My Fall Mini Quilt Swap quilt is finished! It's very autumnly (is that a word. . .). I hope the recipient will enjoy it. The fabrics are from an older Moda line~boasting pumpkins, clever little ears of corn and a snappish plaid which ties it all together. I love plaids. . . almost as much as polka dots~my friend Terri can attest to that. The project was a bit more challenging for me this time around. . .my swap partner hasn't a blog, nor a flickr and stated no preference. I wasn't even able to lurk (LOL)! Given these circumstances, I went with the traditional block in a seasonal colorway. It's off to Ohio today. . .good-bye little pointy stars!
In December I joined a birthday block swap. This is Amanda's block. She requested a wonky log cabin to finish at 13" all done up in blue and green. This one's heading to New York.
I usually don't go on and on about my son's autism. When I began my blog, I designed it to be about the creative endeavors in my life. Usually, I post something regarding autism during April which is Autism Awareness Month. Today is an exception, so if you'll indulge my rant, I'll be most gracious.
Today, is Colby's annual IEP. For those of you without children or those with mainstream kids, IEP is an acronym for Individual Education Plan. In attendance there will be Colby's principal, his mainstream teacher, his Special Day teacher, a school psychologist, his speech therapist and adaptive PE specialist, my oldest daughter, Hayley (thank, God) and myself. How's that for parent/teacher conference. I hate these. I don't sleep for a week prior. Until last year, it seems this annual meeting was more like an annual bashing. I've since learned to navigate through them with a positive demeanor. To better understand, please note, we moved Colby from his neighborhood school (best academic program in the District, I might add) to attend his current school which offers a Special Day class. This, separating him from his twin sister.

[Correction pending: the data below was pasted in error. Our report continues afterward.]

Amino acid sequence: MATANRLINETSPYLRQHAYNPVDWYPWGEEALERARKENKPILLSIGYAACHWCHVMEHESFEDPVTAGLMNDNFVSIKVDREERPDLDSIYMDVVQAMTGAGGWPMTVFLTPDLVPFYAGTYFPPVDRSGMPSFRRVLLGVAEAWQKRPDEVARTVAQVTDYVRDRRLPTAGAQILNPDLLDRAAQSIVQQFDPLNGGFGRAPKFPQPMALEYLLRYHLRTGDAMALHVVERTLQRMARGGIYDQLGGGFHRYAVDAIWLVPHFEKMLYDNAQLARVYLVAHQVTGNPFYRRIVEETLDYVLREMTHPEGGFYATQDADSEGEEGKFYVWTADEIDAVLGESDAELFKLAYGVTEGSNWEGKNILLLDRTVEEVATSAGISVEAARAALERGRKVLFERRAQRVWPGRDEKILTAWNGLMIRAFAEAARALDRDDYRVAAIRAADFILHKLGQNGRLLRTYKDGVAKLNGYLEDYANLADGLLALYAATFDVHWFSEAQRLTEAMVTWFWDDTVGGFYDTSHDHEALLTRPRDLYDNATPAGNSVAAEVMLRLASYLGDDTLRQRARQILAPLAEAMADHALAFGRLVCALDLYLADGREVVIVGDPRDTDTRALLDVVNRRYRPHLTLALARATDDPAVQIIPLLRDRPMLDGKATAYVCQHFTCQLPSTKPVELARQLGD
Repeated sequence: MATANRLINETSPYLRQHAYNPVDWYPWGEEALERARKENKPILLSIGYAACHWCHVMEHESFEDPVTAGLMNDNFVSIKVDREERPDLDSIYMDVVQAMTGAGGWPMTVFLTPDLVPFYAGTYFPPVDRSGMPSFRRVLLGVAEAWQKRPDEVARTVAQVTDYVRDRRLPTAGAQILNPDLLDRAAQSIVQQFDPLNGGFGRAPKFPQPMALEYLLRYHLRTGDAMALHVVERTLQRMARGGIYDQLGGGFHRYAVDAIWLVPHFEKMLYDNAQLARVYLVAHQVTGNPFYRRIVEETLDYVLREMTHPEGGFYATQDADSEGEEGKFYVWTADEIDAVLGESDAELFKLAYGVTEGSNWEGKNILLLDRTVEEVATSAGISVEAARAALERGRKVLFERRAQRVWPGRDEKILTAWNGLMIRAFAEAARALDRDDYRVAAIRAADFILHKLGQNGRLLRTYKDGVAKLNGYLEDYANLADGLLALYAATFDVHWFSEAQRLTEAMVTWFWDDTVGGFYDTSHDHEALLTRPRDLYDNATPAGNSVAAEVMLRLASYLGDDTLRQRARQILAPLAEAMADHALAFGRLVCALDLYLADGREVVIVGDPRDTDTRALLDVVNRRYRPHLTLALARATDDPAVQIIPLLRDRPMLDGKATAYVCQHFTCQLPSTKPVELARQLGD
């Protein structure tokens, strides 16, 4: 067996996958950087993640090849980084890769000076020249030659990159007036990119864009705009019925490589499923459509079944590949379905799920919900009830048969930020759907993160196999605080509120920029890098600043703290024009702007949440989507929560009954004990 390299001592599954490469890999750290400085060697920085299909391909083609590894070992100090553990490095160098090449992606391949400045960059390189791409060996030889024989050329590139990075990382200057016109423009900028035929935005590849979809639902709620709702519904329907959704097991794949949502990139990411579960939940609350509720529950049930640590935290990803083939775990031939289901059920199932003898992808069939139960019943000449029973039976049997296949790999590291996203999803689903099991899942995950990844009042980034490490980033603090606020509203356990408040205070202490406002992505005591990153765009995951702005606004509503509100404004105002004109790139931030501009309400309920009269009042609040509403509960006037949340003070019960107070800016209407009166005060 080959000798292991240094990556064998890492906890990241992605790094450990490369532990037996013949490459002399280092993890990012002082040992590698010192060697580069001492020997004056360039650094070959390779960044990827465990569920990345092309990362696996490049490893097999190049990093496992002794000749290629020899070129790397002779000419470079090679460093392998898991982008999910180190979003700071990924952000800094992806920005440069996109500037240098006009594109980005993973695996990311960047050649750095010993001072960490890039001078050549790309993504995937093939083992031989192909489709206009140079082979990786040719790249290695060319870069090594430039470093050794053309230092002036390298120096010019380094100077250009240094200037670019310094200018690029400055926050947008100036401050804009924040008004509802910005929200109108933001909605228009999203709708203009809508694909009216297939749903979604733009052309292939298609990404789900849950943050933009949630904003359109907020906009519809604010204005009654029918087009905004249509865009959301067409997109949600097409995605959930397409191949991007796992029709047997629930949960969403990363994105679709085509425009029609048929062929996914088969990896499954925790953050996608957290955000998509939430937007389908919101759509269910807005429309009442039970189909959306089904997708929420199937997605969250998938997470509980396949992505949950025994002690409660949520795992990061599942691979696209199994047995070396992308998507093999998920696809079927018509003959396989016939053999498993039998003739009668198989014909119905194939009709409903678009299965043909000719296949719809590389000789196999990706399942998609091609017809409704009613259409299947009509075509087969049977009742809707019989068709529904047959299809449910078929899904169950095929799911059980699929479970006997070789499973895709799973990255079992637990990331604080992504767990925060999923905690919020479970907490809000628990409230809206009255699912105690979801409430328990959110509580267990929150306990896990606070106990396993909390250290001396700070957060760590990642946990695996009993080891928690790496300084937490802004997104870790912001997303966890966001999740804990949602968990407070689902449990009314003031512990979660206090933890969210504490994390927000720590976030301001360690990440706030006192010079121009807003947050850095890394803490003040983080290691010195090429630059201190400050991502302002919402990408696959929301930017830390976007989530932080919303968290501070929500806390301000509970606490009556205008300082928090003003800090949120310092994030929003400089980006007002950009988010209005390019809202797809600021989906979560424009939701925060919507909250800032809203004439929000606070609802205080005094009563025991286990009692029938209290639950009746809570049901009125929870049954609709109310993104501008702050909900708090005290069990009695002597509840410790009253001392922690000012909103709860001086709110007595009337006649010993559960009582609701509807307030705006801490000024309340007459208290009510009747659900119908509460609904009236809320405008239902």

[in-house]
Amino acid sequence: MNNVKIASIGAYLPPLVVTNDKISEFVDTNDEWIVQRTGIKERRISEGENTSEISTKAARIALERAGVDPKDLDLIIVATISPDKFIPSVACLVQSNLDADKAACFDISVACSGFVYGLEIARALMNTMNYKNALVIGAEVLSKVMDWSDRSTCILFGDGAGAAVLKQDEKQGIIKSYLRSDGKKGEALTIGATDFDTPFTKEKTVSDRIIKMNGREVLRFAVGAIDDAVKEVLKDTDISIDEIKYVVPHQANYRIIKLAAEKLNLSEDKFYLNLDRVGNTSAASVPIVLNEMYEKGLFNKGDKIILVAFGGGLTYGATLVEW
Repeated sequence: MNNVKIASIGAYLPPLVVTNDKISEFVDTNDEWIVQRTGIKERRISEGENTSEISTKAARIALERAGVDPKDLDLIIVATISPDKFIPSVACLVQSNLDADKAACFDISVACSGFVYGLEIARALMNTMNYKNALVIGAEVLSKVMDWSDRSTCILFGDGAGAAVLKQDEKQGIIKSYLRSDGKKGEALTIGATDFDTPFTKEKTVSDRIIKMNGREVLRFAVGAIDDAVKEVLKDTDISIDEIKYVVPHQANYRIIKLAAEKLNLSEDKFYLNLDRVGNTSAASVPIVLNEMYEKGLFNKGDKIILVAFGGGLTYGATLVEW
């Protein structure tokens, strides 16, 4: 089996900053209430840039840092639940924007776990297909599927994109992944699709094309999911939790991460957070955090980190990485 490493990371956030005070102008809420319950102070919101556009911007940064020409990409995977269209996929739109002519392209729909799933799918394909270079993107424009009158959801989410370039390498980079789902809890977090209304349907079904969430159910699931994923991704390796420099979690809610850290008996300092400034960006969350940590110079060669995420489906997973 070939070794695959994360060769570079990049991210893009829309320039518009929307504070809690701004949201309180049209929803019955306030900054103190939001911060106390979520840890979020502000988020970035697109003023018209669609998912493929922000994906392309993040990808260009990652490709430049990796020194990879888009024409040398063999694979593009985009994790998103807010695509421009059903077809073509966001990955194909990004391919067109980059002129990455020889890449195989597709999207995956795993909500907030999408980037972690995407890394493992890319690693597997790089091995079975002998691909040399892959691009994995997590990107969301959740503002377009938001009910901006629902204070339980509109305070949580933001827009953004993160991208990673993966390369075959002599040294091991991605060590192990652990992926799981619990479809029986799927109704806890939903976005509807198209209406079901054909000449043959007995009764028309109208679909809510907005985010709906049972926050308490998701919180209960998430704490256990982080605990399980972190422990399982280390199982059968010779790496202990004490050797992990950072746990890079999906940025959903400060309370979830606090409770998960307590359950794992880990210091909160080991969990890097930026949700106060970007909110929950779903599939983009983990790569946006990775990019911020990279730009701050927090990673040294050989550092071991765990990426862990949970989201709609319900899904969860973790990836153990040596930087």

We had such a positive year last year. I wish the same could be said of the current one. His mainstream teacher has indicated he's "burnt out" with special day kids. . .oh, I'm sorry. I hadn't so much as received a returned homework assignment until Monday of this week, after I "went off".
His special day teacher has changed his routine (routine is ESSENTIAL to children with autism) 5x since the school year has begun. And now is wondering "what's wrong with Colby?" Hmmmm. . .let's think on that shall we. She finds the need to have him stand in the hallway as punishment, whereas it's clearly stated in his IEP he is to "take a lap" when he's feeling he can't cope. Colby has a 1:1 aide who is wonderful, and is now being shuffled off to make copies and run errands. What! AND, the 2 teachers don't collaborate on homework, daily activities or modifications and choose not to include his aide in decisions which she should have input. Hello! Might I add, Colby is high functioning, verbal and relatively mild mannered; he does have his moments, however. He's completing math and science at the 7th grade level and is grade level in all other subjects. He does 2x as much homework as the other kids, because I push him to be his very best.
In addition, Bethany has pulled out most of her eyelashes and has lost hair on the crown of her head the diameter of a soup can. Why, stress~caused from separation anxiety. I'm done. . .done with special day, done with teacher's who are mean, and done subjecting the twins to unnecessary turmoil. Today, we will respectfully request a return transfer to Colby's neighborhood school. Breathe.
What should you as a parent or prospective parent take from this. Research, research, research before you vaccinate your children. Mercury is still used in vaccines and the pharmaceutical companies admit to it. Across the board, statistics are now 1 in 150 and as high as 1 in 50 for boys. EDUCATE yourself. Children are not born with autism, they acquire it.
Parents, attend your child's parent/teacher conferences~take sick leave, vacation time~ whatever it takes. . .DO IT! Be involved, drive field trips, volunteer in the classroom, be an advocate. . .and be thankful you have a mainstream child. With those of you who join me as parents/family of children with special needs. . .here's a hug. . .you deserve it.